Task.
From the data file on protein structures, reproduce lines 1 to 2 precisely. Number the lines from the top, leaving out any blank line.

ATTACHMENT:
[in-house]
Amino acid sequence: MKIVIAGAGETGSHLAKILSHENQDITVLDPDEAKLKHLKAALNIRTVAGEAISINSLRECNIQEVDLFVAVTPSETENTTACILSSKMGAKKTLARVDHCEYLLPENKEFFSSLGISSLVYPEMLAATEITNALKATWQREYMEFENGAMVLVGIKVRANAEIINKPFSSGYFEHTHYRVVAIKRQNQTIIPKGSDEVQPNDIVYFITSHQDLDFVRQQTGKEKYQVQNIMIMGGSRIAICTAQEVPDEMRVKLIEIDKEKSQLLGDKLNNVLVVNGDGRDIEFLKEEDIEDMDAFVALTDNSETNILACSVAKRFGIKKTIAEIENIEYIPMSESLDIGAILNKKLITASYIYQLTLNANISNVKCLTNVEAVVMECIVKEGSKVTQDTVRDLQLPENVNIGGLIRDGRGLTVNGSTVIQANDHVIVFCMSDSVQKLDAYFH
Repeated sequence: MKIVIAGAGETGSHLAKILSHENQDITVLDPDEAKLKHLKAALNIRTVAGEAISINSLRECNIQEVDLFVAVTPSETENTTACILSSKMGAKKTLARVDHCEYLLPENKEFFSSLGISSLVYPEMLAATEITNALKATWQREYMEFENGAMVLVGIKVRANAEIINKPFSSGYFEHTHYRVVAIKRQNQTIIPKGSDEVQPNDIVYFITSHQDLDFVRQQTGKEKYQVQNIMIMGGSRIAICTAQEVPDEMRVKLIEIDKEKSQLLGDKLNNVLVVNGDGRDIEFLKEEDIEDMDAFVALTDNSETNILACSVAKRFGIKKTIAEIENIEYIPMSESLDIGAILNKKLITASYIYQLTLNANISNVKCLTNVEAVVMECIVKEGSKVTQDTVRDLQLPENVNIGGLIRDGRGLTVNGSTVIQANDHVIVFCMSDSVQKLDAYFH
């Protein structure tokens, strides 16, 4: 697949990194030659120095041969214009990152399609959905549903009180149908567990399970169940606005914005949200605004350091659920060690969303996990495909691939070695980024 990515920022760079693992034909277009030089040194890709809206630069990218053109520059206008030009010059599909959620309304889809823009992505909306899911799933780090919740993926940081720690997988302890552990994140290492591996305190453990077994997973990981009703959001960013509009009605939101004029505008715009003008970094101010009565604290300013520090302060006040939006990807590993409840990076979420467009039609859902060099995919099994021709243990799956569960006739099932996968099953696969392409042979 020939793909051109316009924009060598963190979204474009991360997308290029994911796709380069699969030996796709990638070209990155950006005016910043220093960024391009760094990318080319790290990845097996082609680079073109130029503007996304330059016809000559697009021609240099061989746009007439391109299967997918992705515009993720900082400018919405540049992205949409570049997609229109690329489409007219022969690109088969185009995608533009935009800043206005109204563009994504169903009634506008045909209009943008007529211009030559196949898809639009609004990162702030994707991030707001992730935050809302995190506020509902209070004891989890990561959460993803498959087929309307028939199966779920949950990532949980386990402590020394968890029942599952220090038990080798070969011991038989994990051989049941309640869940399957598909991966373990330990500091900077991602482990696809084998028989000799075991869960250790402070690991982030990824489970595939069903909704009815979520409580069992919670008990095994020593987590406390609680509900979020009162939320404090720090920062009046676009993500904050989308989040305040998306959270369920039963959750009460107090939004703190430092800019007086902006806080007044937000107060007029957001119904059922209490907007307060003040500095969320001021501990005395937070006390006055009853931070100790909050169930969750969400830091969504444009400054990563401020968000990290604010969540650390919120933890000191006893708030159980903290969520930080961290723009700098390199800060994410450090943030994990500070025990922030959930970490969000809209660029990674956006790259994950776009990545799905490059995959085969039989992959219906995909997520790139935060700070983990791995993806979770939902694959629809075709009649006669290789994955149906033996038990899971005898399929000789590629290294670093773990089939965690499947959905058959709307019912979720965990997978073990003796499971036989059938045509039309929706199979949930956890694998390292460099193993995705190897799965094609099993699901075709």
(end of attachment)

[in-house]
Amino acid sequence: MKIVIAGAGETGSHLAKILSHENQDITVLDPDEAKLKHLKAALNIRTVAGEAISINSLRECNIQEVDLFVAVTPSETENTTACILSSKMGAKKTLARVDHCEYLLPENKEFFSSLGISSLVYPEMLAATEITNALKATWQREYMEFENGAMVLVGIKVRANAEIINKPFSSGYFEHTHYRVVAIKRQNQTIIPKGSDEVQPNDIVYFITSHQDLDFVRQQTGKEKYQVQNIMIMGGSRIAICTAQEVPDEMRVKLIEIDKEKSQLLGDKLNNVLVVNGDGRDIEFLKEEDIEDMDAFVALTDNSETNILACSVAKRFGIKKTIAEIENIEYIPMSESLDIGAILNKKLITASYIYQLTLNANISNVKCLTNVEAVVMECIVKEGSKVTQDTVRDLQLPENVNIGGLIRDGRGLTVNGSTVIQANDHVIVFCMSDSVQKLDAYFH